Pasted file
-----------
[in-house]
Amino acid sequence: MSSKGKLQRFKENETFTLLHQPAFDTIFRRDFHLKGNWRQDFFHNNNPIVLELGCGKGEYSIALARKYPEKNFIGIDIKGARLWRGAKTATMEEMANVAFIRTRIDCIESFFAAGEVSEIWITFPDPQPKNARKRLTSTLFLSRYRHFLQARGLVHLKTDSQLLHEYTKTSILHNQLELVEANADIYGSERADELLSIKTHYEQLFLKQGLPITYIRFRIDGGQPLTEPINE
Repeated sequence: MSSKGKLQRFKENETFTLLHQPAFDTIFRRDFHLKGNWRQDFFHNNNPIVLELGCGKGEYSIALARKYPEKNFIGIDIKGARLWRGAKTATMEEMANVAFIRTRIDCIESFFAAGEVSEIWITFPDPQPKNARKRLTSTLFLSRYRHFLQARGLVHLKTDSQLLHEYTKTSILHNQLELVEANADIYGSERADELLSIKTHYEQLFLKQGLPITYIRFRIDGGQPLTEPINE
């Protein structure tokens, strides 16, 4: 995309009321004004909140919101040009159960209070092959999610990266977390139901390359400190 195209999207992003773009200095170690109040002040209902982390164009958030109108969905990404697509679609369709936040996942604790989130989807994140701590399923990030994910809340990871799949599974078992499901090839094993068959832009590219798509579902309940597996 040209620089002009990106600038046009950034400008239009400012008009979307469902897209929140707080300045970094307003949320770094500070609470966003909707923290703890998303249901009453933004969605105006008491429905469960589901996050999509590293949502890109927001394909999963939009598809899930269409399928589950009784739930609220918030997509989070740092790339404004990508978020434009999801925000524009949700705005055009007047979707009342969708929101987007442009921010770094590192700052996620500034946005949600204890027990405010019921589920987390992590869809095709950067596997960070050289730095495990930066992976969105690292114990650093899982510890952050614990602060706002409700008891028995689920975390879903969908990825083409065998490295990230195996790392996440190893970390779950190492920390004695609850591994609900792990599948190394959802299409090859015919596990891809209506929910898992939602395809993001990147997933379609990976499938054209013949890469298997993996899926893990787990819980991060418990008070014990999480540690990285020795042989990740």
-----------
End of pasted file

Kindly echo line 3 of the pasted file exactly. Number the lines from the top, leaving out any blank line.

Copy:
Repeated sequence: MSSKGKLQRFKENETFTLLHQPAFDTIFRRDFHLKGNWRQDFFHNNNPIVLELGCGKGEYSIALARKYPEKNFIGIDIKGARLWRGAKTATMEEMANVAFIRTRIDCIESFFAAGEVSEIWITFPDPQPKNARKRLTSTLFLSRYRHFLQARGLVHLKTDSQLLHEYTKTSILHNQLELVEANADIYGSERADELLSIKTHYEQLFLKQGLPITYIRFRIDGGQPLTEPINE